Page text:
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Modest Marr.

Smiths legend Johnny Marr tells Elizabeth Alker what it felt like to be number one in the US charts.

Published on May 29th 2007.

Modest Marr.

This month signals the 25th anniversary of the formation of The Smiths. In May 1982, Johnny Marr and Stephen Patrick Morrissey were introduced, and subsequently formed one of the UK music industry’s most innovative and influential song-writing duos. A quarter of a century later, and Johnny Marr is still making headlines in the music press as the newest member of American outfit Modest Mouse. The band left the music industry stunned when they shot to the top of US charts in March this year and were one of the many unlikely bands to benefit from the new rules about downloading in the mainstream charts.

“The album going in the charts at number one was a complete surprise,” muses Marr, sounding genuinely perplexed. “When we were recording the record, we thought it was going to be popular because some of the tracks were quite catchy. But, no one expected it to go into the charts at number one.”

I’ve never known a time, certainly since I’ve been playing, where American musicians are on Mars and British musicians are on Jupiter.

After hearing the Modest Mouse album you can see where Marr is coming from. Tracks like Dashboard, with its bluesy vocals, bouncy rock riffs and uplifting sing-along choruses are a stroke of pop genius. But, alongside these accessible pop classics is more challenging material that broods in the shadow of groups like Pavement and Beck.

“We didn’t think it would be such a commercial success, partly because some of it’s a bit weird,” Marr explains. “But that bodes well really. It’s certainly given us a bit more faith in record buyers and I think it signposts a move away from superficial formulaic indie.”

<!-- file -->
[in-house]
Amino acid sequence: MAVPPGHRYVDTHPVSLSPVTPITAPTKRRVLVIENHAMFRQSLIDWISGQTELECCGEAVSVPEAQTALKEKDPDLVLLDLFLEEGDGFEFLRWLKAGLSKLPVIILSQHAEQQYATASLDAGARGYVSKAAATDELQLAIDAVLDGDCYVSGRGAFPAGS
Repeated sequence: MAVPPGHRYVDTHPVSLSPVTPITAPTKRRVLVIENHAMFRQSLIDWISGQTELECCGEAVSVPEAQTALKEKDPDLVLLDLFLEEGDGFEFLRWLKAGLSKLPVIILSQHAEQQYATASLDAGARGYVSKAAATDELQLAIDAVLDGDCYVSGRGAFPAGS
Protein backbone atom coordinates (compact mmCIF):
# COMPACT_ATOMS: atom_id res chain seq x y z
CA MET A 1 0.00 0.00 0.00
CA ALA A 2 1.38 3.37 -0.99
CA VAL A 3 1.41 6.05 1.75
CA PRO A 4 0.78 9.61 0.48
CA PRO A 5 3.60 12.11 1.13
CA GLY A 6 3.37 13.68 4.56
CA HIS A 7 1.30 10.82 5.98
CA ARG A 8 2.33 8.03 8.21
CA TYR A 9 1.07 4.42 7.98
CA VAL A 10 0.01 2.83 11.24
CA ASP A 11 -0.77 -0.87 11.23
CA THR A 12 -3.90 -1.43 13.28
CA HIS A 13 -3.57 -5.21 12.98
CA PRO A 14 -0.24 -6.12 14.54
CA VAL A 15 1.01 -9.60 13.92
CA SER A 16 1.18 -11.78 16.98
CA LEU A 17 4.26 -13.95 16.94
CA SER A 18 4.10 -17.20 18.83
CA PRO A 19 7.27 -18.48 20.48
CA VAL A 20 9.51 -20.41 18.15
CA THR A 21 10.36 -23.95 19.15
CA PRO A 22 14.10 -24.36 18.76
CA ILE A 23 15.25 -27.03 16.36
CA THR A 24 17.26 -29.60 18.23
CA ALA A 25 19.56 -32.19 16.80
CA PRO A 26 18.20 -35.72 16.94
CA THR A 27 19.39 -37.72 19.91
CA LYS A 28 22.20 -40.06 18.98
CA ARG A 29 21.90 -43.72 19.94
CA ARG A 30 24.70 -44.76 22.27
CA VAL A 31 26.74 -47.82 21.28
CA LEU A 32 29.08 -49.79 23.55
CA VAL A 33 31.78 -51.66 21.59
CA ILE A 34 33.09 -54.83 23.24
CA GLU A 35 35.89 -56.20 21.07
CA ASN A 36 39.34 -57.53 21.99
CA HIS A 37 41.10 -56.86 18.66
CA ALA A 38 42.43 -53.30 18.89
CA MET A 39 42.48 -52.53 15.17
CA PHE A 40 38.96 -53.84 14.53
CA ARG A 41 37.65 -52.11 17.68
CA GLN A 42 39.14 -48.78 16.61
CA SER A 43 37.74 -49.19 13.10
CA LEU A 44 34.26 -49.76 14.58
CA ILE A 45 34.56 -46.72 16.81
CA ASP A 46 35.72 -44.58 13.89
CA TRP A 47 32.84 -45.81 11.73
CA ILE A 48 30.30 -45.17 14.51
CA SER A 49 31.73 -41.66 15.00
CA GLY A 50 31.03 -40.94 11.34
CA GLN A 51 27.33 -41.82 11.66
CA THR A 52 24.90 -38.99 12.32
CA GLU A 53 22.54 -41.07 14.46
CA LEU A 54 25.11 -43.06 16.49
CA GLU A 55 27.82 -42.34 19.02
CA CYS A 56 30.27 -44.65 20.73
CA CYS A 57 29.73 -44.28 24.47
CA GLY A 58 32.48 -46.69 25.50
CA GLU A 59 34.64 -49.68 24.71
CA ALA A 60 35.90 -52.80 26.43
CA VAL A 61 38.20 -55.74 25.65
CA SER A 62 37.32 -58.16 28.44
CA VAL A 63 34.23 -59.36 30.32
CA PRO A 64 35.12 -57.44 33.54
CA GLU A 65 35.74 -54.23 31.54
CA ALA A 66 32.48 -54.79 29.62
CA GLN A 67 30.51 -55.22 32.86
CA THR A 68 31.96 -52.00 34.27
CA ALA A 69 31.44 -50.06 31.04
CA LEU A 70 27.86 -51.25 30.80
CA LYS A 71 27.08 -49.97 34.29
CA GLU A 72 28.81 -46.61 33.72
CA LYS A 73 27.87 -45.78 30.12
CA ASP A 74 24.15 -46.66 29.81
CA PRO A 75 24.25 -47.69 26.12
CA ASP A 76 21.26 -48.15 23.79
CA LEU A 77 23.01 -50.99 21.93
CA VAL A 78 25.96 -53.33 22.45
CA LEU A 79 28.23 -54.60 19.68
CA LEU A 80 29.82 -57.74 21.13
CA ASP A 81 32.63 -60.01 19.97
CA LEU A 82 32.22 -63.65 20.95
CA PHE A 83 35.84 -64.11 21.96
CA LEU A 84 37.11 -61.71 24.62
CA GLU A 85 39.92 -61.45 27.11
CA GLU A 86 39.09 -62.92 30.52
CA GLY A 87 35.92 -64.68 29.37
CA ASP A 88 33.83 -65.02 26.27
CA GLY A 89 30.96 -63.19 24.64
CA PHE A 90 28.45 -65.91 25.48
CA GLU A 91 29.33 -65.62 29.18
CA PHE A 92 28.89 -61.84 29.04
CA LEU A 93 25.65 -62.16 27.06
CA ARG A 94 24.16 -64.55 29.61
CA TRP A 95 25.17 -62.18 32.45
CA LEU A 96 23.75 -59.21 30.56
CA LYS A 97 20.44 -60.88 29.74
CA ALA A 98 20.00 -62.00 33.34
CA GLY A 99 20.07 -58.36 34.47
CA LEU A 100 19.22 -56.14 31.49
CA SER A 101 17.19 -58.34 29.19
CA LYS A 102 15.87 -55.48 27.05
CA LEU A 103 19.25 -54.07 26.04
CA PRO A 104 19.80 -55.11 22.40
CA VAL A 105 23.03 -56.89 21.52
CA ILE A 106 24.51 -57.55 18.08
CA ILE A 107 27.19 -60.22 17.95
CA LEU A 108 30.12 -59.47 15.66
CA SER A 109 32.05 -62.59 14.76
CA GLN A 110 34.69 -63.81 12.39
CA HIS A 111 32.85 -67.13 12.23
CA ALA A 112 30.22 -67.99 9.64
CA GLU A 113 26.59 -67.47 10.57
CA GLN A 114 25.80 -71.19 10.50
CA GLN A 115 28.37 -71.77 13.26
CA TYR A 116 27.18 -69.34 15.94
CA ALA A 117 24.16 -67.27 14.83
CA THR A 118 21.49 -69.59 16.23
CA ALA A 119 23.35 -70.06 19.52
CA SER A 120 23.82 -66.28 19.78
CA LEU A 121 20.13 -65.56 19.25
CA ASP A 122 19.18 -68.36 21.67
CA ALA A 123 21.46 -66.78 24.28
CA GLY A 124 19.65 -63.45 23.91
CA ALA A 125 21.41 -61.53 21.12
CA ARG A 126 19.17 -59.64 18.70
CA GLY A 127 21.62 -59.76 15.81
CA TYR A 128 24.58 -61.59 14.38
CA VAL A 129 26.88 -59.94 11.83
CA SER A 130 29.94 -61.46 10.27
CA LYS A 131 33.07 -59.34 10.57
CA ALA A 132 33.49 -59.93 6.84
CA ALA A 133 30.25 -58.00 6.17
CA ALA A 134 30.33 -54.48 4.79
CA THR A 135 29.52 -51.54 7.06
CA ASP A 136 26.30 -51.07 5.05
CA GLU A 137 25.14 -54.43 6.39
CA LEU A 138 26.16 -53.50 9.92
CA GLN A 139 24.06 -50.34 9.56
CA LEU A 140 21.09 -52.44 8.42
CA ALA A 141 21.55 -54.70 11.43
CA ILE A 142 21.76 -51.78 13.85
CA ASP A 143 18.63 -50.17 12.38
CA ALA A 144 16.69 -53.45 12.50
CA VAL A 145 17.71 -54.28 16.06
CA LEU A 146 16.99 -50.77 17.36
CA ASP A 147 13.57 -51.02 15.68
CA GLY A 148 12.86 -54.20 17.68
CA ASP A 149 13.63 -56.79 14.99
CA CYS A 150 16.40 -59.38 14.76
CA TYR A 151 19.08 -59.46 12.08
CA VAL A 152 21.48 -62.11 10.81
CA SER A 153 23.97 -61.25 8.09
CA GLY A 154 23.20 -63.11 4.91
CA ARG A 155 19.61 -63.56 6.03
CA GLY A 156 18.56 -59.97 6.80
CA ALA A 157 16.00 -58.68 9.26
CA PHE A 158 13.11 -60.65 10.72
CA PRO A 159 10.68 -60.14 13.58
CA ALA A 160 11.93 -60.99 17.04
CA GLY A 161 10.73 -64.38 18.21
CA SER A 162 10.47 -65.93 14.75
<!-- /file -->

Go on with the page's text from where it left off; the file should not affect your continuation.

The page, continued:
“Formulaic indie”, it turns out is one of Marr’s pet hates. “So many bands today put X next to Y and get Z. It’s like they had it all planned out before they’d even picked up an instrument. It’s because these days, bands are so tied up with big business. Even the indie scene doesn’t have room to be experimental.”

Marr believes this myopic brand of indie music is due to a breakdown in the dialogue between the British and U.S. music scenes. The result is an inward looking UK industry which celebrates its Britishness with tunnel vision.

“I’ve never known a time, certainly since I’ve been playing, where American musicians are on Mars and British musicians are on Jupiter. Without groups like Iggy and the Stooges, Patti Smith and Television, The Smiths wouldn’t have existed. Our relationship with the US is important.”

Marr continues, “I’m not a fan of nationalism of any kind and I think Brit-pop did the UK scene a lot of harm. It set down a load of dogmatic rules and what we ended up with was a ton of bands that sounded like a shadow of a shadow of the Beatles.”

So does Marr believe that Emo is the answer to repairing the dysfunctional relationship with our cousins across the pond?

“They’re just boy bands with guitars.” Marr laughs at his own cynicism. “Don’t get me wrong. I’m not looking back romantically to an era when everything was rosy. Every generation has its Engelbert Humperdinck. It’s just now I think you have to work a bit harder not to be just aural wall paper.”

Modest Mouse, with their distinctive contemporary sound are in no danger of being dubbed ‘aural wallpaper’, but will they always boast Marr as a full time member?

“Everyone is really keen to ask me whether I am going to become a full time member and all I can say is, I travel on the tour bus and I’m part of the band. We plan to make another record together and in this day and age that’s as permanent as it gets. I’m playing a good collection of songs with a good collection of people in front of nice audiences and I’m happy. It doesn’t get much better than that.”

Elizabeth Alker

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